Atrial fibrillation (AF) is often due to a structural substrate, caused by co-morbidity like hypertension. Cardiac fibroblasts, activated by stretch, play an important role in creating this substrate by secreting extracellular matrix proteins. The objective of this study is to investigate stretch-induced effects of atrial myocytes and fibroblasts. We hypothesized that stretching cardiomyocytes and fibroblasts leads to myofibroblast differentiation and expression of fibrosis-related genes, contributing to the AF substrate.Methods
Neonatal rat atrial myocytes and fibroblasts were subjected to 24 hours (myocytes) or 48 hours (fibroblasts) cyclic mechanical stretch (1Hz, 15%). Conditioned medium from stretched cardiomyocytes was used to stimulate cardiac fibroblasts to study paracrine effects. Direct stretched fibroblasts were subjected to Ki67 and alpha smooth muscle actin (α-SMA) immunofluorescent (IF) staining to assess proliferation and differentiation, respectively. RNA was isolated for rt-PCR analysis of α-SMA and other fibrotic markers. Incorporation of 3H-proline was measured to assess collagen synthesis by stretched fibroblasts.Results
Stretch-conditioned medium did not influence the proliferation rate of atrial fibroblasts, but mildly increased myofibroblast differentiation. 3H-proline incorporation was not affected by stretch conditioned medium. Direct stretch on the fibroblasts did not induce proliferation either. In contrast, myofibroblast differentiation was significantly increased by stretch. IF staining showed a 1.8 fold increase (p < 0.01) in the number of α-SMA positive cells after 48 hours stretch. PCR confirmed this result on mRNA level. Furthermore, PCR analysis showed a trend towards higher collagen-I and PAI-1 expression after stretch. Expression of the type 1 angiotensin II receptor decreased in stretched fibroblasts. Type 2 angiotensin II receptor expression was significantly upregulated upon stretch. Interestingly, comparative analysis in ventricular fibroblasts did not show this angiotensin II type 2 receptor upregulation upon stretch.Conclusion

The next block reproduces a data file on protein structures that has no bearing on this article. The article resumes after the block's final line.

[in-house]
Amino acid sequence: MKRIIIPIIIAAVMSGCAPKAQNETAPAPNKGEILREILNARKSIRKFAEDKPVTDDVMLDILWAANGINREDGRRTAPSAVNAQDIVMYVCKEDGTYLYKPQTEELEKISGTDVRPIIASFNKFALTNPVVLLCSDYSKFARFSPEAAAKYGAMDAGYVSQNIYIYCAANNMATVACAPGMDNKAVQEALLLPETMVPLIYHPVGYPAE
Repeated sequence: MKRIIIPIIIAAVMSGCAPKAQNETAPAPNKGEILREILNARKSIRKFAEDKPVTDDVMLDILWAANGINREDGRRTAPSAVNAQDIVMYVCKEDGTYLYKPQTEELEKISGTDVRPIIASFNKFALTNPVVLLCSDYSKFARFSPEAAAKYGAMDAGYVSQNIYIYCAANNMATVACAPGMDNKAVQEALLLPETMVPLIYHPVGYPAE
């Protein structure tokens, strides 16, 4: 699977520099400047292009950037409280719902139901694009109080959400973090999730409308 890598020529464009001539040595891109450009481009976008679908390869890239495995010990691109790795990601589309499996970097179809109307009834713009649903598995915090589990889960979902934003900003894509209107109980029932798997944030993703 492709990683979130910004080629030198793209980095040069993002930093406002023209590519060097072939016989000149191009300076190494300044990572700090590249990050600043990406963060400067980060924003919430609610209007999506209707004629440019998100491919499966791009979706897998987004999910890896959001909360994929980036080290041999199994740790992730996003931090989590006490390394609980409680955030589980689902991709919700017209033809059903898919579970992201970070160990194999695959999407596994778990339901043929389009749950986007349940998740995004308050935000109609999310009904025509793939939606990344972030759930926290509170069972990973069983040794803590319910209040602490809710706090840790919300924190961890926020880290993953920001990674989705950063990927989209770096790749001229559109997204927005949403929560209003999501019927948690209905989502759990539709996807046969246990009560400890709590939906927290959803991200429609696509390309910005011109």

Stretch of the atria can lead to direct and indirect changes in cardiac fibroblasts leading to structural atrial remodeling, preceding AF. Results of this study could help to identify pathways by which increased atrial pressure leads to fibrosis. The RAS, and specifically the type 2 angiotensin II receptor is a first potential target for further studies.